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After the end: Lived experiences and aftermaths of Diseases, Disasters and Drugs in global health

Exeter researchers help secure £6.5m Wellcome Trust grant for new project on global health crises

Experts in Medical History and English Literature at the University of Exeter have helped to secure a new multi-million-pound research grant for a project that will look at how our concept of time impacts the way we approach global health crises.

'After the end: lived experiences and aftermaths of diseases, disasters, and drugs in global health’ is an interdisciplinary collaboration that will examine how humanity’s propensity to look for a clear ‘beginning, middle and end’ frames the use of resources and shapes its ethics and care policies and practice.

The eight-year, £6.5m programme, is one of the first in the country to receive a Discovery Award from the Wellcome Trust and brings together the Universities of Oxford, Exeter, Liverpool John Moores, Warwick, with partners in Brazil, Hong Kong and Sierra Leone.

Dora Vargha, Professor of History and Medical Humanities, and Laura Salisbury, Professor of Modern Literature and Medical Humanities at Exeter, both of whom work in the Wellcome Centre for the Cultures and Environments of Health, will lead one of four work packages. They will conduct a historical analysis of previous crises alongside a literary examination of how cultural texts and their legacies have constructed temporal narratives in ongoing discussions of ‘the end’ in relation to COVID-19.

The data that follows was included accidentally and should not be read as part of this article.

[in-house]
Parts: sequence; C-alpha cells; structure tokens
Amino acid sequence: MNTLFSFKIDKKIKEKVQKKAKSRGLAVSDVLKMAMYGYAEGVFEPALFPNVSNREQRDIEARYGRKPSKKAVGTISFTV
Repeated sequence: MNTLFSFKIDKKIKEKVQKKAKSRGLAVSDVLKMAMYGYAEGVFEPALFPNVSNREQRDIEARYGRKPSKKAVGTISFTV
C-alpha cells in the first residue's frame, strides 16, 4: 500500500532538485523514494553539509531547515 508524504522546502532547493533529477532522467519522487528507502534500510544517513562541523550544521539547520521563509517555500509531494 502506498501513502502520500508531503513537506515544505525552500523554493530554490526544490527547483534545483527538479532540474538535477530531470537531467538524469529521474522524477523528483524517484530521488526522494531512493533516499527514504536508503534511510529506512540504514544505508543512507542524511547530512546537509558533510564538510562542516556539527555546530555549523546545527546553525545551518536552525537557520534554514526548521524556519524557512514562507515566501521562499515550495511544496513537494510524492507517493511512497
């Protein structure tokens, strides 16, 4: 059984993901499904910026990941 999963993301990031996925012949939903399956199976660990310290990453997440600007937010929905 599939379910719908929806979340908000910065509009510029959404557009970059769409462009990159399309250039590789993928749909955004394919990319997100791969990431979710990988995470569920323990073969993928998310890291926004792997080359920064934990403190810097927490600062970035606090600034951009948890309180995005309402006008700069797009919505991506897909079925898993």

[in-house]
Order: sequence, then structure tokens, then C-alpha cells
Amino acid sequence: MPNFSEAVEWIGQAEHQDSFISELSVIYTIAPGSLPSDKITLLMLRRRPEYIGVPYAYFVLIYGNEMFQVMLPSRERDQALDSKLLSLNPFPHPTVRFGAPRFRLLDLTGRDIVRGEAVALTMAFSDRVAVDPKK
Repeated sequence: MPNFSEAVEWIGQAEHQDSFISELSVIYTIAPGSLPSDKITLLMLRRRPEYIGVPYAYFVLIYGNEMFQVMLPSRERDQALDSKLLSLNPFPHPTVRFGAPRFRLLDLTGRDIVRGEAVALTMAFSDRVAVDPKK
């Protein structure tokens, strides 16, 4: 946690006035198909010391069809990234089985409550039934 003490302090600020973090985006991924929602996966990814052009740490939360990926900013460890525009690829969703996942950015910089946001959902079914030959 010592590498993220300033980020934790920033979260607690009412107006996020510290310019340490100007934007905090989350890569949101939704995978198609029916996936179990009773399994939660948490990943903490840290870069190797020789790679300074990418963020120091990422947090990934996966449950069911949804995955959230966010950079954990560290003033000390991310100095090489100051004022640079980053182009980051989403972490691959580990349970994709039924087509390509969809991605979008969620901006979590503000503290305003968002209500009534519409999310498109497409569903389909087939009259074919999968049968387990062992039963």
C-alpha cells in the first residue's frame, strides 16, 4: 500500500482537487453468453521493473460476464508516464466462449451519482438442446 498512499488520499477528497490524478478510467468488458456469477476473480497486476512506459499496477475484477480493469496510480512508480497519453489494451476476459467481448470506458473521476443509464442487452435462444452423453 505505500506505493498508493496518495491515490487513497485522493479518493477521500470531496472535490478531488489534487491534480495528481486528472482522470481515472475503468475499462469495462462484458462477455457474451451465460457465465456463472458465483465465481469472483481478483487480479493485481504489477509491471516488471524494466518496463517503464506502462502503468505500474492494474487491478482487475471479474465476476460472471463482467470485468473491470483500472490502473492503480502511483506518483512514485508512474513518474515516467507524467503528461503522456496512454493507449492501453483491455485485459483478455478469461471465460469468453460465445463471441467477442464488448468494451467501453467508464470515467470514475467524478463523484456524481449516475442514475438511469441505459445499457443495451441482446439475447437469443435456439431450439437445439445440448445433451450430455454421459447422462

“When global outbreaks and crises are declared ‘over’, what does that actually mean for people?” said Prof. Vargha, Professor of History and Medical Humanities in the Department of Archaeology and History. “This raises many important considerations such as who gets to determine the end and how is that ‘ending’ experienced? What happens to people for whom there is no ending? And how does it impact our ongoing access to care, our future prevention planning and health policies?”

Within the Exeter-led work package, Prof. Vargha will conduct research on the ‘history of endings’, looking at how they shape current experience, policies and approaches surrounding the aftermath of global health initiatives. The work will go on to create an analytical toolkit for understanding current challenges, expectations and consequences of health crises.

Professor Salisbury, of the Department of English and Creative Writing, will look at cultural narratives around such endings and how they inform current global health interventions and policies, as well as exploring narratives that offer different ways of framing temporal experiences. A postdoctoral researcher will also be working on the project to explore indigenous narratives of time, ending and aftermaths.

“COVID-19 has highlighted how health challenges and interventions depend on particular temporal narratives to achieve legitimacy,” said Prof. Salisbury. “Our work will examine which elements impede or enable socially and environmentally just interventions. The project’s focus is timely and important as we increasingly face complex and multiple aftermaths caused by previous and current environmental disasters, infectious disease outbreaks and drug resistance.”

'After the end: lived experiences and aftermaths of diseases, disasters, and drugs in global health’ is being led by Patricia Kingori, Professor of Global Health Ethics at the Ethox Centre and the Wellcome Centre for Ethics and Humanities, and Senior Research Fellow at Somerville College, Oxford.

The Discovery Awards provide funding for established researchers and teams from any discipline who want to pursue bold and creative research ideas to deliver significant shifts in understanding that could improve human life, health and wellbeing. More information is available on the Wellcome Trust website

Date: 16 August 2022

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